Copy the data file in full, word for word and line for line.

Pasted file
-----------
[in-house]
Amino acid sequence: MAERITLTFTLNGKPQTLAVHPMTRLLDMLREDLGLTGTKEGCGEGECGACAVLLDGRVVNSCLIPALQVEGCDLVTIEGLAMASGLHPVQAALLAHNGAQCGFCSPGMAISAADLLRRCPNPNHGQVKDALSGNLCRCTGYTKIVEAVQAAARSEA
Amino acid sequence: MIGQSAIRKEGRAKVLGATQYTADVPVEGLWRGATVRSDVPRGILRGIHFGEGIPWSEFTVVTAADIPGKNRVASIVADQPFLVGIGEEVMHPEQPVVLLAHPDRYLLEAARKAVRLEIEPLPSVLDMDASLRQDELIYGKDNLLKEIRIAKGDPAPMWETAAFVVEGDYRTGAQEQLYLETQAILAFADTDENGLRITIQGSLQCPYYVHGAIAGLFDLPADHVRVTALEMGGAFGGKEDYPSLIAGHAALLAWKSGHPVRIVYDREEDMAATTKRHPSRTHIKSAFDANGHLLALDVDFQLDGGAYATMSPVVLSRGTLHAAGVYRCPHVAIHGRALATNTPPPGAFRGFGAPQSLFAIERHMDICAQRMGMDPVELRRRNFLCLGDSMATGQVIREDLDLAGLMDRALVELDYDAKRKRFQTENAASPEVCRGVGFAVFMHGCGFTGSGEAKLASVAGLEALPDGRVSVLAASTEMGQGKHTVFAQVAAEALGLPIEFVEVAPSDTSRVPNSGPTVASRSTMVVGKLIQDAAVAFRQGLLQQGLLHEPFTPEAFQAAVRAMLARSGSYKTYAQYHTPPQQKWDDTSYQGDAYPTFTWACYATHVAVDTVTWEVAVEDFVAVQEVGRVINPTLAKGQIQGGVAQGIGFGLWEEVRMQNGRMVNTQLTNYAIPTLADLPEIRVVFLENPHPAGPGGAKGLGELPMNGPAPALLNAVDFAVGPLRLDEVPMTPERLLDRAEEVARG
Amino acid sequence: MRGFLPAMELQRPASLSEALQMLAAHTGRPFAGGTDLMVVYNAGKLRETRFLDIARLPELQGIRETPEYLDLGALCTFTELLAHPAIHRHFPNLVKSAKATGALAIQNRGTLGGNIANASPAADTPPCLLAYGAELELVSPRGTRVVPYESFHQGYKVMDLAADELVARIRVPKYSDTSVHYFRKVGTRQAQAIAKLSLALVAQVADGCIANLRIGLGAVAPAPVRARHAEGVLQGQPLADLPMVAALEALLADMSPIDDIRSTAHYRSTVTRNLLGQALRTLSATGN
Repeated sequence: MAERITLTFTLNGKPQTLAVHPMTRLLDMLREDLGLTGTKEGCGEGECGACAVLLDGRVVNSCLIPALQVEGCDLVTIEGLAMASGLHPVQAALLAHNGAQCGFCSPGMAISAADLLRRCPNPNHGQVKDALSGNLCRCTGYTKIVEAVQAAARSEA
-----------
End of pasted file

[in-house]
Amino acid sequence: MAERITLTFTLNGKPQTLAVHPMTRLLDMLREDLGLTGTKEGCGEGECGACAVLLDGRVVNSCLIPALQVEGCDLVTIEGLAMASGLHPVQAALLAHNGAQCGFCSPGMAISAADLLRRCPNPNHGQVKDALSGNLCRCTGYTKIVEAVQAAARSEA
Amino acid sequence: MIGQSAIRKEGRAKVLGATQYTADVPVEGLWRGATVRSDVPRGILRGIHFGEGIPWSEFTVVTAADIPGKNRVASIVADQPFLVGIGEEVMHPEQPVVLLAHPDRYLLEAARKAVRLEIEPLPSVLDMDASLRQDELIYGKDNLLKEIRIAKGDPAPMWETAAFVVEGDYRTGAQEQLYLETQAILAFADTDENGLRITIQGSLQCPYYVHGAIAGLFDLPADHVRVTALEMGGAFGGKEDYPSLIAGHAALLAWKSGHPVRIVYDREEDMAATTKRHPSRTHIKSAFDANGHLLALDVDFQLDGGAYATMSPVVLSRGTLHAAGVYRCPHVAIHGRALATNTPPPGAFRGFGAPQSLFAIERHMDICAQRMGMDPVELRRRNFLCLGDSMATGQVIREDLDLAGLMDRALVELDYDAKRKRFQTENAASPEVCRGVGFAVFMHGCGFTGSGEAKLASVAGLEALPDGRVSVLAASTEMGQGKHTVFAQVAAEALGLPIEFVEVAPSDTSRVPNSGPTVASRSTMVVGKLIQDAAVAFRQGLLQQGLLHEPFTPEAFQAAVRAMLARSGSYKTYAQYHTPPQQKWDDTSYQGDAYPTFTWACYATHVAVDTVTWEVAVEDFVAVQEVGRVINPTLAKGQIQGGVAQGIGFGLWEEVRMQNGRMVNTQLTNYAIPTLADLPEIRVVFLENPHPAGPGGAKGLGELPMNGPAPALLNAVDFAVGPLRLDEVPMTPERLLDRAEEVARG
Amino acid sequence: MRGFLPAMELQRPASLSEALQMLAAHTGRPFAGGTDLMVVYNAGKLRETRFLDIARLPELQGIRETPEYLDLGALCTFTELLAHPAIHRHFPNLVKSAKATGALAIQNRGTLGGNIANASPAADTPPCLLAYGAELELVSPRGTRVVPYESFHQGYKVMDLAADELVARIRVPKYSDTSVHYFRKVGTRQAQAIAKLSLALVAQVADGCIANLRIGLGAVAPAPVRARHAEGVLQGQPLADLPMVAALEALLADMSPIDDIRSTAHYRSTVTRNLLGQALRTLSATGN
Repeated sequence: MAERITLTFTLNGKPQTLAVHPMTRLLDMLREDLGLTGTKEGCGEGECGACAVLLDGRVVNSCLIPALQVEGCDLVTIEGLAMASGLHPVQAALLAHNGAQCGFCSPGMAISAADLLRRCPNPNHGQVKDALSGNLCRCTGYTKIVEAVQAAARSEA